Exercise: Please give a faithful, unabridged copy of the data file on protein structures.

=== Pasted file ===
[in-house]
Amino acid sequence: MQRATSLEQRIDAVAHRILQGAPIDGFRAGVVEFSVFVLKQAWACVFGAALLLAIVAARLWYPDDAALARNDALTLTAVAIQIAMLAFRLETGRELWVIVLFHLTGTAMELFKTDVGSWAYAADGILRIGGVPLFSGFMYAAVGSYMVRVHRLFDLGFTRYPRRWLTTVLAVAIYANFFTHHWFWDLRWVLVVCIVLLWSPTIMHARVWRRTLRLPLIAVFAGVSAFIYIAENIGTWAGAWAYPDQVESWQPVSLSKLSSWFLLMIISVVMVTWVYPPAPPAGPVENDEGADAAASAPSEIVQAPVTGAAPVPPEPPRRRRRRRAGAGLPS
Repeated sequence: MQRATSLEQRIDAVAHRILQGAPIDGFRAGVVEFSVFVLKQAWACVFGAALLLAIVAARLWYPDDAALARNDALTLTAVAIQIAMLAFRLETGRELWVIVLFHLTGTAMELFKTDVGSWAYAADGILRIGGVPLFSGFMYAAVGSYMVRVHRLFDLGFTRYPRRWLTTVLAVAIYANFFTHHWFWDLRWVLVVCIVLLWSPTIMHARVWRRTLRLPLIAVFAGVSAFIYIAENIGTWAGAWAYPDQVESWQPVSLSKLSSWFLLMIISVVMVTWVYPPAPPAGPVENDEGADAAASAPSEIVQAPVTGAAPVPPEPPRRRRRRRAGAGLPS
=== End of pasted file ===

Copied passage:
[in-house]
Amino acid sequence: MQRATSLEQRIDAVAHRILQGAPIDGFRAGVVEFSVFVLKQAWACVFGAALLLAIVAARLWYPDDAALARNDALTLTAVAIQIAMLAFRLETGRELWVIVLFHLTGTAMELFKTDVGSWAYAADGILRIGGVPLFSGFMYAAVGSYMVRVHRLFDLGFTRYPRRWLTTVLAVAIYANFFTHHWFWDLRWVLVVCIVLLWSPTIMHARVWRRTLRLPLIAVFAGVSAFIYIAENIGTWAGAWAYPDQVESWQPVSLSKLSSWFLLMIISVVMVTWVYPPAPPAGPVENDEGADAAASAPSEIVQAPVTGAAPVPPEPPRRRRRRRAGAGLPS
Repeated sequence: MQRATSLEQRIDAVAHRILQGAPIDGFRAGVVEFSVFVLKQAWACVFGAALLLAIVAARLWYPDDAALARNDALTLTAVAIQIAMLAFRLETGRELWVIVLFHLTGTAMELFKTDVGSWAYAADGILRIGGVPLFSGFMYAAVGSYMVRVHRLFDLGFTRYPRRWLTTVLAVAIYANFFTHHWFWDLRWVLVVCIVLLWSPTIMHARVWRRTLRLPLIAVFAGVSAFIYIAENIGTWAGAWAYPDQVESWQPVSLSKLSSWFLLMIISVVMVTWVYPPAPPAGPVENDEGADAAASAPSEIVQAPVTGAAPVPPEPPRRRRRRRAGAGLPS